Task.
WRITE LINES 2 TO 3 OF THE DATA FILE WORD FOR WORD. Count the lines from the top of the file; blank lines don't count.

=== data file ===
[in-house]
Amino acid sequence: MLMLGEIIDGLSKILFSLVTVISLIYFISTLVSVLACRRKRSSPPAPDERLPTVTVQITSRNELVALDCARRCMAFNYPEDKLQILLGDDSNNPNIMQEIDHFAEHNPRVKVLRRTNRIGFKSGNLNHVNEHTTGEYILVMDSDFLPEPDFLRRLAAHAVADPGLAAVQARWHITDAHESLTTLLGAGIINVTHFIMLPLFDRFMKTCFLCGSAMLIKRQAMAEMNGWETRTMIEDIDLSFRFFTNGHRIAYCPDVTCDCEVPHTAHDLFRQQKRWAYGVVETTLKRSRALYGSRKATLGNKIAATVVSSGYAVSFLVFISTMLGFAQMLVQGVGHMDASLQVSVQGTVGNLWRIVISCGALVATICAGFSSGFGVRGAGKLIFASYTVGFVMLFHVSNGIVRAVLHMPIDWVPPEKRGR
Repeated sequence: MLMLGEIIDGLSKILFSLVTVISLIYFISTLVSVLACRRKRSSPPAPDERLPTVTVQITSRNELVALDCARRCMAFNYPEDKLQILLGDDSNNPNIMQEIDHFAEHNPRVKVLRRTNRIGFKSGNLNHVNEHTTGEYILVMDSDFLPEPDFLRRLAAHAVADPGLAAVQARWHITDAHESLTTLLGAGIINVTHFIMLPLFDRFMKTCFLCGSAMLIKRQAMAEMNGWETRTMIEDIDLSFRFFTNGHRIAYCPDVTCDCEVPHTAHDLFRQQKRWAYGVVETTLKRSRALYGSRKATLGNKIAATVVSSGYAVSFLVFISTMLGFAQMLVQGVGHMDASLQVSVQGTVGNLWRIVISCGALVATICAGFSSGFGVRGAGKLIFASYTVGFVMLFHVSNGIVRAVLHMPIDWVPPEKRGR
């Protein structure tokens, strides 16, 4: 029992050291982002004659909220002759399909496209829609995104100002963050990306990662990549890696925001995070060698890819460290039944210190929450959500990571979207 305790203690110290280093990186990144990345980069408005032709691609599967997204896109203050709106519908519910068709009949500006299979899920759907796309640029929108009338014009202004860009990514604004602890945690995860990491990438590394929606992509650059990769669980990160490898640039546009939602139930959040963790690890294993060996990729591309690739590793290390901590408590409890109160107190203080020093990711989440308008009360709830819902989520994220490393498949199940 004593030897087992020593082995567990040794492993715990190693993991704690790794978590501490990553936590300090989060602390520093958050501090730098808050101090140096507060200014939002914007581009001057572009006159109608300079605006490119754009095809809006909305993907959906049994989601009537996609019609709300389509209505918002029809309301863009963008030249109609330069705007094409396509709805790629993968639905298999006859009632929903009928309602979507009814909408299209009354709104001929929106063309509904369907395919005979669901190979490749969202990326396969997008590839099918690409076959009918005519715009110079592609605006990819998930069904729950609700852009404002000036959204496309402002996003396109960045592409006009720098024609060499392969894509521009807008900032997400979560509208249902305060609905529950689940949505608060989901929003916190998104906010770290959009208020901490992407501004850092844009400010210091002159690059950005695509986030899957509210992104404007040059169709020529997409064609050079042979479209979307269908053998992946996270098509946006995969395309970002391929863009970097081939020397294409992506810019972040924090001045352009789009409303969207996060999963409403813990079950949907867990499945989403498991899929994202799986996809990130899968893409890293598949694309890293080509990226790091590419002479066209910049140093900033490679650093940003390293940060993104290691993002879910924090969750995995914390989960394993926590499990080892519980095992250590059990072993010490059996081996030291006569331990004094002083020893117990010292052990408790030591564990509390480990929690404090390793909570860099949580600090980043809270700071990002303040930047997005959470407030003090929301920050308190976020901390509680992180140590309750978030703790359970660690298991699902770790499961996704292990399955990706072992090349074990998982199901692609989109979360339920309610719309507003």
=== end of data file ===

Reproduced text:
Amino acid sequence: MLMLGEIIDGLSKILFSLVTVISLIYFISTLVSVLACRRKRSSPPAPDERLPTVTVQITSRNELVALDCARRCMAFNYPEDKLQILLGDDSNNPNIMQEIDHFAEHNPRVKVLRRTNRIGFKSGNLNHVNEHTTGEYILVMDSDFLPEPDFLRRLAAHAVADPGLAAVQARWHITDAHESLTTLLGAGIINVTHFIMLPLFDRFMKTCFLCGSAMLIKRQAMAEMNGWETRTMIEDIDLSFRFFTNGHRIAYCPDVTCDCEVPHTAHDLFRQQKRWAYGVVETTLKRSRALYGSRKATLGNKIAATVVSSGYAVSFLVFISTMLGFAQMLVQGVGHMDASLQVSVQGTVGNLWRIVISCGALVATICAGFSSGFGVRGAGKLIFASYTVGFVMLFHVSNGIVRAVLHMPIDWVPPEKRGR
Repeated sequence: MLMLGEIIDGLSKILFSLVTVISLIYFISTLVSVLACRRKRSSPPAPDERLPTVTVQITSRNELVALDCARRCMAFNYPEDKLQILLGDDSNNPNIMQEIDHFAEHNPRVKVLRRTNRIGFKSGNLNHVNEHTTGEYILVMDSDFLPEPDFLRRLAAHAVADPGLAAVQARWHITDAHESLTTLLGAGIINVTHFIMLPLFDRFMKTCFLCGSAMLIKRQAMAEMNGWETRTMIEDIDLSFRFFTNGHRIAYCPDVTCDCEVPHTAHDLFRQQKRWAYGVVETTLKRSRALYGSRKATLGNKIAATVVSSGYAVSFLVFISTMLGFAQMLVQGVGHMDASLQVSVQGTVGNLWRIVISCGALVATICAGFSSGFGVRGAGKLIFASYTVGFVMLFHVSNGIVRAVLHMPIDWVPPEKRGR